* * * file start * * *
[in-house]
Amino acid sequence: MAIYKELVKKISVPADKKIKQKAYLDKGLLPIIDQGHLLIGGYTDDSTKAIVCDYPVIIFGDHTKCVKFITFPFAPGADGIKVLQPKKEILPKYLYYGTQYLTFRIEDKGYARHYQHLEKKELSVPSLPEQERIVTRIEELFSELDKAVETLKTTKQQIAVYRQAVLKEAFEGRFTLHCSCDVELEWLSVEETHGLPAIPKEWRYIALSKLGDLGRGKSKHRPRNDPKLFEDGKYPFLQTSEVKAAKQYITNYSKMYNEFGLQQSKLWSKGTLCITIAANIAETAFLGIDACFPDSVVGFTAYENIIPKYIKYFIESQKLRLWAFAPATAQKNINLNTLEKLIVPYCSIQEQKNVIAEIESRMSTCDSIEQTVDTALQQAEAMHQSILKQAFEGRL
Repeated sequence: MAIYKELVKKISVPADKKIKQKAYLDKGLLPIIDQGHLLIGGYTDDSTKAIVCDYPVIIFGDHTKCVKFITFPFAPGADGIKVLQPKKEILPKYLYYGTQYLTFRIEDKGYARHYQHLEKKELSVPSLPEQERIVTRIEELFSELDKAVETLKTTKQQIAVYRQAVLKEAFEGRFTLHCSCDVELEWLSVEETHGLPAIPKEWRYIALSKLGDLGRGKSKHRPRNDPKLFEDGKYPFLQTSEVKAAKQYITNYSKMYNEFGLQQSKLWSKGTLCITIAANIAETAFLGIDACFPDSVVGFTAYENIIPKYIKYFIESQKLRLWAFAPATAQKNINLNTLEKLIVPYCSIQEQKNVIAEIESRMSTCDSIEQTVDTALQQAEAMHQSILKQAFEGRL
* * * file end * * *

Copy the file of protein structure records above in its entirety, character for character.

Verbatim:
[in-house]
Amino acid sequence: MAIYKELVKKISVPADKKIKQKAYLDKGLLPIIDQGHLLIGGYTDDSTKAIVCDYPVIIFGDHTKCVKFITFPFAPGADGIKVLQPKKEILPKYLYYGTQYLTFRIEDKGYARHYQHLEKKELSVPSLPEQERIVTRIEELFSELDKAVETLKTTKQQIAVYRQAVLKEAFEGRFTLHCSCDVELEWLSVEETHGLPAIPKEWRYIALSKLGDLGRGKSKHRPRNDPKLFEDGKYPFLQTSEVKAAKQYITNYSKMYNEFGLQQSKLWSKGTLCITIAANIAETAFLGIDACFPDSVVGFTAYENIIPKYIKYFIESQKLRLWAFAPATAQKNINLNTLEKLIVPYCSIQEQKNVIAEIESRMSTCDSIEQTVDTALQQAEAMHQSILKQAFEGRL
Repeated sequence: MAIYKELVKKISVPADKKIKQKAYLDKGLLPIIDQGHLLIGGYTDDSTKAIVCDYPVIIFGDHTKCVKFITFPFAPGADGIKVLQPKKEILPKYLYYGTQYLTFRIEDKGYARHYQHLEKKELSVPSLPEQERIVTRIEELFSELDKAVETLKTTKQQIAVYRQAVLKEAFEGRFTLHCSCDVELEWLSVEETHGLPAIPKEWRYIALSKLGDLGRGKSKHRPRNDPKLFEDGKYPFLQTSEVKAAKQYITNYSKMYNEFGLQQSKLWSKGTLCITIAANIAETAFLGIDACFPDSVVGFTAYENIIPKYIKYFIESQKLRLWAFAPATAQKNINLNTLEKLIVPYCSIQEQKNVIAEIESRMSTCDSIEQTVDTALQQAEAMHQSILKQAFEGRL